Was Montanus truly bringing a new prophecy with new authority? Prophecy more authoritative than Jesus and the apostles? This question prompted the church to respond a second time.
In A.D.144, the church of Rome excommunicated Marcion and continued the sifting process on what was Scripture and what wasn’t. The Montanus controversy pushed the church to ask further questions of their Scriptures. Specifically, was God bringing further revelation? Could that revelation be true if it contradicted things taught by Jesus and the apostles? Could new truth change or add to the basic teachings the church had been feeding on for the past century? The answer was no. From this, the church concluded that the canon of Scripture was closed.
Spurred by these dilemmas, the church developed its list of canonical books. The following are guidelines for accepting a book into the New Testament:
1. Was the book written by a prophet of God?
2. Was the writer confirmed by acts of God?
3. Does the message tell the truth about God?
4. Did it come with the power of God?
5. Was it accepted by God’s people?
These are the marks of canonicity. “Canon” is a Greek word meaning “rule” or “measuring stick.” These five questions are used to determine which books “measure up” to being labeled divinely inspired. They exhibit “the marks of canonicity.”
Turn to a Bible’s table of contents and you’ll see that each of the books was written by either a prophet or apostle (Ephesians 2:20) or by someone with a direct relationship to one.
Miracles were the means by which God confirmed the authority of his spokesmen. In Exodus 4, Moses was given miraculous powers to confirm his call. In 2 Corinthians 12:12, Paul teaches that the mark of an apostle is “signs, wonders and miracles.”
Truth cannot contradict itself, so agreement with the other books of Scripture was only logical. As was historical accuracy. If the facts of a book were inaccurate, it couldn’t have been from God.
The inner witness of the Spirit was equally important. A key question these early Christians asked was, “When we read this, is there an inner sense from God that what is written is right and true?”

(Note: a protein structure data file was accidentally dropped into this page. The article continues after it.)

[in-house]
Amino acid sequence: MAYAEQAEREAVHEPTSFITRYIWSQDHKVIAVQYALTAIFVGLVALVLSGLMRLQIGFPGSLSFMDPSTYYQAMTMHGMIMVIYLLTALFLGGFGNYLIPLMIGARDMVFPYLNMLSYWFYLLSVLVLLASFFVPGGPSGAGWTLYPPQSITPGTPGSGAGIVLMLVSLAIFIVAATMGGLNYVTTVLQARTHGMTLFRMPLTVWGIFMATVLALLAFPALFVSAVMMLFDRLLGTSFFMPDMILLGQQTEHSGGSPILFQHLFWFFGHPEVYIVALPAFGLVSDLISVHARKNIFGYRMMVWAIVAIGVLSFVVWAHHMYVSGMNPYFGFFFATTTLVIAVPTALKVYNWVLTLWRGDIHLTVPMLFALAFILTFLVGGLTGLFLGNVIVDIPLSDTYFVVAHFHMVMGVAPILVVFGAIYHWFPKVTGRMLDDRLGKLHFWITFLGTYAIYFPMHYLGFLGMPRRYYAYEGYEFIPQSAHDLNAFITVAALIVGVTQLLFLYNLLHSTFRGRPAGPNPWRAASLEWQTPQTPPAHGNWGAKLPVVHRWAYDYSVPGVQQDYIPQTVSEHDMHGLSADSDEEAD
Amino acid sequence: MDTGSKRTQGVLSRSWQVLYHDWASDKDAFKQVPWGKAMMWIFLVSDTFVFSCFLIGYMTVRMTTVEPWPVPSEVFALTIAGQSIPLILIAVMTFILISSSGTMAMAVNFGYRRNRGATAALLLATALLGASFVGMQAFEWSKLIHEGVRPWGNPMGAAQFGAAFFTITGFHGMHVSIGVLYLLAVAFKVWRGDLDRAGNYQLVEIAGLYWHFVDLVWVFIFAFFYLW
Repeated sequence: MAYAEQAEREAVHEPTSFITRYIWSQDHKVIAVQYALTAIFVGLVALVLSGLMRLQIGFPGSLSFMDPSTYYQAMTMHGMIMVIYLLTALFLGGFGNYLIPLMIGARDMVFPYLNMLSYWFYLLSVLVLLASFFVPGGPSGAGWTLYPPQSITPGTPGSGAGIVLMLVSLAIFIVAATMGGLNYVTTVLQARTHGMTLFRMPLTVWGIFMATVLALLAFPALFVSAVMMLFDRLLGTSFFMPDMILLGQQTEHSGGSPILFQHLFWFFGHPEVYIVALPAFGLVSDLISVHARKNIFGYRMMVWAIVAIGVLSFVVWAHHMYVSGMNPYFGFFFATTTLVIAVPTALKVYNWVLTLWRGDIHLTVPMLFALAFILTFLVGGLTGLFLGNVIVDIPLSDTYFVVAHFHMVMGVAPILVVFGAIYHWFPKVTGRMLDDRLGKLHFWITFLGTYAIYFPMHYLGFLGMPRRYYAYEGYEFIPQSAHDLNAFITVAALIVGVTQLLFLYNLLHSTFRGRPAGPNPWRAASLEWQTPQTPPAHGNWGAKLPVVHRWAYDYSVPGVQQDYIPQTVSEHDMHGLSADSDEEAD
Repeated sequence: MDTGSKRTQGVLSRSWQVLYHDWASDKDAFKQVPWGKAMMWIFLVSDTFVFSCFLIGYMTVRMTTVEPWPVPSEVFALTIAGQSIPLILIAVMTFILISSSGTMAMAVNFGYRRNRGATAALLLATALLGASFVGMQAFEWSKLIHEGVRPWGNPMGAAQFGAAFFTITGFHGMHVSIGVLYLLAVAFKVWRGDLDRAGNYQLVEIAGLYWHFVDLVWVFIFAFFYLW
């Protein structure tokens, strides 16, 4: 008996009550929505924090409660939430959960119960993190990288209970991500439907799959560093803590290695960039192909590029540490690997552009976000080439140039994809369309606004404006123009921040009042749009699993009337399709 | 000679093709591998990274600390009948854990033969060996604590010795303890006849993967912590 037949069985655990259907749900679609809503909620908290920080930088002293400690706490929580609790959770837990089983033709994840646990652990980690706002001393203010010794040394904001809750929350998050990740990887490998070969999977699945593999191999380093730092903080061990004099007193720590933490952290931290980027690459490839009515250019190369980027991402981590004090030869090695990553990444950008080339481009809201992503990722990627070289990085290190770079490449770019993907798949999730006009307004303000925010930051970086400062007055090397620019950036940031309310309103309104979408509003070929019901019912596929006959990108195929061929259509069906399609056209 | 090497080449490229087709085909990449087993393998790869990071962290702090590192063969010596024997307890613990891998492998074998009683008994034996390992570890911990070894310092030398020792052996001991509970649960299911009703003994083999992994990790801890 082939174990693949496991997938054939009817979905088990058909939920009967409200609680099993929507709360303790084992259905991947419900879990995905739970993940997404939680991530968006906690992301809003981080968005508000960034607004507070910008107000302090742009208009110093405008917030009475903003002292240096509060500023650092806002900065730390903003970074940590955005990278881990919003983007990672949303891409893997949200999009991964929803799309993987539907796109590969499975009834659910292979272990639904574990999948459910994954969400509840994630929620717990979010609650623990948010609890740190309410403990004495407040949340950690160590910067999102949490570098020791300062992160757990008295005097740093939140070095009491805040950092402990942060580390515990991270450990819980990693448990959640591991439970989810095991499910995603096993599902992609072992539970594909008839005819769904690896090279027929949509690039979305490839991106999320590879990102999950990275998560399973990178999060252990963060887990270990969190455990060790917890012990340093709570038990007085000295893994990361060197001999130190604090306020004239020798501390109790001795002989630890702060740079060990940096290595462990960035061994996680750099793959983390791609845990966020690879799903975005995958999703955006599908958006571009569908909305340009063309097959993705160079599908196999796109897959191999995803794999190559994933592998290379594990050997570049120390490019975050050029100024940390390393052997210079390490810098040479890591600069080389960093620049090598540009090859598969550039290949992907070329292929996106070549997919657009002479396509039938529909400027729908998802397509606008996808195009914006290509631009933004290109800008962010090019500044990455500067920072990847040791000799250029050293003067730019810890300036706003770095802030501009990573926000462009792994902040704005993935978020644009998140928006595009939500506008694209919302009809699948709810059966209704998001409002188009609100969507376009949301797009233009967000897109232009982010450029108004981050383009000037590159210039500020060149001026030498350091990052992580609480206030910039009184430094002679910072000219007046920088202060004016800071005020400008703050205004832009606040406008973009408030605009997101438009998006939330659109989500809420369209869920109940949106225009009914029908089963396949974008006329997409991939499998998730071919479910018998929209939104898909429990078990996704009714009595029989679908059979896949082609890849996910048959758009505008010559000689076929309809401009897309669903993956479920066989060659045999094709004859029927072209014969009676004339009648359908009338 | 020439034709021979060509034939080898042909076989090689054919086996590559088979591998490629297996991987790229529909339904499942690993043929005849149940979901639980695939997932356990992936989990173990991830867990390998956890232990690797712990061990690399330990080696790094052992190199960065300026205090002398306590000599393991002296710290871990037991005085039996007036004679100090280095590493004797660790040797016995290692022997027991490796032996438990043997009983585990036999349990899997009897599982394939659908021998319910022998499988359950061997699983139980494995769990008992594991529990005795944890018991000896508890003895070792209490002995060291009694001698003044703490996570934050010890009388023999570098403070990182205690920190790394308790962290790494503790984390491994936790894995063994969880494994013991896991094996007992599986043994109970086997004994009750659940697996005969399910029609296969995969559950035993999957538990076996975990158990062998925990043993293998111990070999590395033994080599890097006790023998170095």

Initial acceptance by people to whom the work was addressed was crucial. What was the original audience’s sense? Did they accept the book as an authoritative word from God? Daniel, who lived within a few years of Jeremiah, called Jeremiah’s book “Scripture” in Daniel 9:2. Paul called the Gospel of Luke “Scripture” in 1 Timothy 5:18. Peter affirmed that Paul’s letters were “Scripture” in 2 Peter 3:16.
The Muratorian Fragment. Even before Marcion and Montanus, the church was aware of these important criteria. In A.D. 96, Clement of Rome wrote, “The apostles were made evangelists to us by the Lord Christ; Jesus Christ was sent by God. Thus Christ is from God and the apostles from Christ…The Church is built on them as a foundation” (1 Clement 42).
After Marcion and Montanus, lists of New Testament books begin to appear. One of the first was The Muratorian Fragment. It was discovered among the Vatican’s sacred documents by historian Ludovico Antonio Muratori in 1740 and dates to about A.D. 190. The fragment is damaged. The portion we possess begins with “the third book of the Gospel is that according to Luke.” We assume the first and second Gospels to be Matthew and Mark. The fragment lists John, Acts, all of Paul’s letters, James, 1–2 John, Jude and the Revelation of John. It also includes the Revelation of Peter, the Wisdom of Solomon and (“to be used in private, but not public worship”) the Shepherd of Hermas.
Eusebius. By the early third century, only a handful of books that we now call our New Testament were in question. In western regions of the empire, the book of Hebrews faced opposition, and in the east Revelation was unpopular. Eusebius, a church historian of the fourth century, records that James, 2 Peter, 2–3 John and Jude were the only books “spoken against” (though recognized by others).
Athanasius. In 367, Athanasius, the bishop of Alexandria, wrote an Easter letter that contained all twenty-seven books of our present New Testament. In 393 the Synod of Hippo affirmed our current New Testament, and in 397 the Council of Carthage published the same list.
Who Decided What Belongs in the Canon? Theologians are careful to note that the church didn’t develop the canon; God did that by inspiring its writing and superintending each book’s preservation. The church recognized the canon by experience and mutual agreement.